The orange sunset blazed before Elliot, yet the sun’s rays were soft against his eyes and he had no reason to shade his eyes. He felt a tap on his shoulder and turned his head toward the woman lying in the reclined seat stuck in the sand next to him.
“But, do we know, yet?” she asked.
Elliot slowly shook his head. “We won’t know for a while.”
She sighed. “I want to know.”
He reached out his hand to cover hers and she squeezed his in return.
“I love your eyelashes,” she said. “You don’t know what your eyes do to me.”
“Is that so?”
He fluttered his eyes at her playfully. Olivia
laughed for a moment, but her eyes shot behind him and she gasped. Elliot
turned around to see what had caused the gasp and saw the grey darkness of his
Elliot stared at the ceiling in his apartment and wondered what, if anything, the dream had meant. He had had so little sleep in the past few days, he had nearly forgotten what dreams were like. Closing his eyes, he tried to shake away the images of the dream, but the sound of her laugh seemed to reverberate throughout the room.
The clock on the nightstand next to him read several minutes after , but Elliot chose not to move. He knew it could have read ; he would not be leaving the bed that morning.
An unintentional sigh escaped his body as he made a final resolve to miss morning mass at his church. He had not missed mass since before he could remember, but he saw no reason to go. Even if Olivia strolled into the precinct, alive and well, nothing would be able to trump Morse’s tape and his actions the night of the thirtieth. Cragen could manage to stall for a while, but he would still be suspended for some odd length of time until he was sent before the police commissioner…again. His career would be at a complete stand still.
Then there was Olivia. He would mostly be barred from working her case, if he was even allowed to work, but the problem remained: there was nowhere to even begin looking. As much as he wanted to push every bit of blame on Morse, he knew with a heavy heart he could not. At the moment he viewed the painting in Morse’s bedroom, he knew Morse would never have hurt her. He was a sociopath, yes, but he would never lay a hand on Olivia.
He shifted on the bed and winced as the last of his bruises ached dully on his side. The clock ticked in the distance and he could see the gentle spray of sunlight attempting to penetrate the grey clouds. He heard snow hit the window with a gust of wind and wondered if he closed his eyes and lay down again, if he would still be able to see the sunset with Olivia beside him.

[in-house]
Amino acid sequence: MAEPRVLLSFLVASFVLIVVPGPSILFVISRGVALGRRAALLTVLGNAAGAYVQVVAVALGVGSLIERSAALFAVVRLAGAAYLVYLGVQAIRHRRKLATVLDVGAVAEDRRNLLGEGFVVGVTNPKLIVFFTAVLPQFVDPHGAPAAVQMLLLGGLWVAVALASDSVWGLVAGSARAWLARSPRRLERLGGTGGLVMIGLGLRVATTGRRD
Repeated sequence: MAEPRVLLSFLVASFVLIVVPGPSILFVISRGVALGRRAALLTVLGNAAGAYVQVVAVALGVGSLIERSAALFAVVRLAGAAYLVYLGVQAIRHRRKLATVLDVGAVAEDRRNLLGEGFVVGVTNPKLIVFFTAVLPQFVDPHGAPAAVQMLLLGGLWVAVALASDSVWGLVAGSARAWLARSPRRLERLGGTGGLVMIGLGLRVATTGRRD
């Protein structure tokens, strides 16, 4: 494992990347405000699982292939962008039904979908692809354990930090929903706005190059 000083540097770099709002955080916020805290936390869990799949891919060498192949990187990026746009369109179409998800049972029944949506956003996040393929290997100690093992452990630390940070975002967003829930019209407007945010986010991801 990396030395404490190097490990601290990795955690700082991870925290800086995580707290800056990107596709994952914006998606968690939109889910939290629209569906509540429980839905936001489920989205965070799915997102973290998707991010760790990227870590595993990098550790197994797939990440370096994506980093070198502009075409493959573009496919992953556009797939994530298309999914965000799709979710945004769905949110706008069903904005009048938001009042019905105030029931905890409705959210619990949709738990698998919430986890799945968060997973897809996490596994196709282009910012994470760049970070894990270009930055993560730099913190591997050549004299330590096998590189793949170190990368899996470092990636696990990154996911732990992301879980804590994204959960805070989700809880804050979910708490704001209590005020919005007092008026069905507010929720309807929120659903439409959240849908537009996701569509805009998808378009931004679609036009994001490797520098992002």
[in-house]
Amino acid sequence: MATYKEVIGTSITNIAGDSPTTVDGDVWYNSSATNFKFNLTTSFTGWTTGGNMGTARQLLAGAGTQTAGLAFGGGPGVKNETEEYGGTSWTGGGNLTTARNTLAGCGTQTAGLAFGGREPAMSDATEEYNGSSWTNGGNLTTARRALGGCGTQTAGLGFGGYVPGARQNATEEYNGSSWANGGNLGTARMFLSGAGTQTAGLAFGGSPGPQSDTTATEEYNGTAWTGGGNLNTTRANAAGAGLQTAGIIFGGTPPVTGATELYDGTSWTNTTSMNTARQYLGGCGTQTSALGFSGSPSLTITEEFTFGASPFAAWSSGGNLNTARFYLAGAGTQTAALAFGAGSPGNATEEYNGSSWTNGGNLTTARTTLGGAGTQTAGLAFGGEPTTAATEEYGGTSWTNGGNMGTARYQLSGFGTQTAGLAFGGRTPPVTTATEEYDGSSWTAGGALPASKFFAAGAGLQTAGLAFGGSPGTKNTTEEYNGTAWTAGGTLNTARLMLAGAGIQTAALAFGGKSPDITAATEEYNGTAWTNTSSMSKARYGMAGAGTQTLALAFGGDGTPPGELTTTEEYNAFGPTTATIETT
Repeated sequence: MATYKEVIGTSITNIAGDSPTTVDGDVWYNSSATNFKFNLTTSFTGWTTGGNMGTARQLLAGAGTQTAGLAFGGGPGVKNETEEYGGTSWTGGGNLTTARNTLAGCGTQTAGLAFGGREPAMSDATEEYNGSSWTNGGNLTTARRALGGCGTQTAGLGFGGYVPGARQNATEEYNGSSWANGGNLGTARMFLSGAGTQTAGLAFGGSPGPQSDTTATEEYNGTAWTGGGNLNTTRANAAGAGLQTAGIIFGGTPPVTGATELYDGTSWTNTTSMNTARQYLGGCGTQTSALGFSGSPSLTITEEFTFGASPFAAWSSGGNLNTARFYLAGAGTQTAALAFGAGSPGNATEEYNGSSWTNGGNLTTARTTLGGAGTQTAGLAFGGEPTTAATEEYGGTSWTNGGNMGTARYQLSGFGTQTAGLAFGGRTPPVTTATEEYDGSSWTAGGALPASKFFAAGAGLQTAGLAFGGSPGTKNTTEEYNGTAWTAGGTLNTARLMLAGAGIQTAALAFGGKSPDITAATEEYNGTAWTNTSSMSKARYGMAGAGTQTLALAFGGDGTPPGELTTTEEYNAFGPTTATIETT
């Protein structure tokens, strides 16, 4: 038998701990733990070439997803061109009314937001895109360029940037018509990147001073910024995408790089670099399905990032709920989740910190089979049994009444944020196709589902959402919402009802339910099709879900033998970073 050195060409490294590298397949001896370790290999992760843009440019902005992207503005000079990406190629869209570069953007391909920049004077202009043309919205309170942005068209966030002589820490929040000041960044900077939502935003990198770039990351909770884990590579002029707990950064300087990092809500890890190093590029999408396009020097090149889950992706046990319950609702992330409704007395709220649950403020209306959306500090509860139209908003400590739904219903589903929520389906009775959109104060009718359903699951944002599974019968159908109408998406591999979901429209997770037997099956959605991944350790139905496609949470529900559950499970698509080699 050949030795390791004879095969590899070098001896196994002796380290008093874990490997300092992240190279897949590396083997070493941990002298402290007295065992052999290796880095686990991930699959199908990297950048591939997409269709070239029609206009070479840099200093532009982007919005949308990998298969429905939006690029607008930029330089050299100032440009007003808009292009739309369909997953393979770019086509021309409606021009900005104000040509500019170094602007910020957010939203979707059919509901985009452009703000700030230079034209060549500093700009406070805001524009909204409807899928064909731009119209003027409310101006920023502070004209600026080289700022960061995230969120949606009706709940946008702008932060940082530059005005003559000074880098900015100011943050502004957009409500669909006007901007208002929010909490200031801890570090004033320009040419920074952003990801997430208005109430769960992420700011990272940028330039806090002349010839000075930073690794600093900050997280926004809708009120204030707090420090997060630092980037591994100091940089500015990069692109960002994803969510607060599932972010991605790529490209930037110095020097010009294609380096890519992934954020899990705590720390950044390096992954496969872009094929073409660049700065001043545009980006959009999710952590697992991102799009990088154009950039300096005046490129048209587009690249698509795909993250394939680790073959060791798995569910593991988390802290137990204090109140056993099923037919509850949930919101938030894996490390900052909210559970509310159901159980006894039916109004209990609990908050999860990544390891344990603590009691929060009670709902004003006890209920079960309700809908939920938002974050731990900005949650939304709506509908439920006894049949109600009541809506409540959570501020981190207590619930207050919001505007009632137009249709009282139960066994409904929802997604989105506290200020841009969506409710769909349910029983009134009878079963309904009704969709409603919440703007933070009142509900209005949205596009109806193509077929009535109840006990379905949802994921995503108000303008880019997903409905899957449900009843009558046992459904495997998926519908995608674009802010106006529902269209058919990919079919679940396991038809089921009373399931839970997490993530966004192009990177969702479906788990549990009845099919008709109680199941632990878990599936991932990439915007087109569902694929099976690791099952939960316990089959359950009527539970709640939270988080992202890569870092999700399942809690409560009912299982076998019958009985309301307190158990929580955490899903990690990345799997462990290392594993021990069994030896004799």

When the dream did not return, Elliot sighed and left his bed to lounge on his sofa. He turned on the television for some background noise and the first thing on the local channel was a charismatic televangelist. The preacher’s face had turned red from the heat of his sermon and his deep, coarse voice with the hint of a southern drawl, echoed his thoughts about Cain killing his brother out of sheer anger.
“We have to wonder. Wonder! Wonder what that anger was like. The kind of anger that could drive a man to murder his brother. The kind of anger that drove him directly out of God’s light! And, we’ve all felt it! Anger against our fellow man; against our brothers and sisters in Christ. And if we don’t control that anger, my brothers and sisters, we’ll end up just like Cain. Fallen to the wayside and fallen out of God’s light!”
He turned off the television in deep disgust and stared at the ceiling.
Where the hell could she be?
Cragen glanced at his watch and suppressed a sigh, wishing he had not sent Elliot home, while his one of his higher superiors fumed at him from the telephone in his hand by firing question after question.
What’s the status on Detective Benson? What’s this video we’re hearing about? What’s this I’m hearing about a Halloway sitting in your lockup? And a Morse too? What the hell is going on down there?
He managed to finesse his way through the rest of the questions and left his office to retrieve an update from Alexa, when a woman with short blonde hair walked into the squad room, bearing straight for him.
“Can I help you, ma’am?”
The woman glared at him for a moment before gripping her bag a little tighter and pulling herself to her full height.
“Yes. You can help me by telling me what the status is on Detective Olivia Benson.”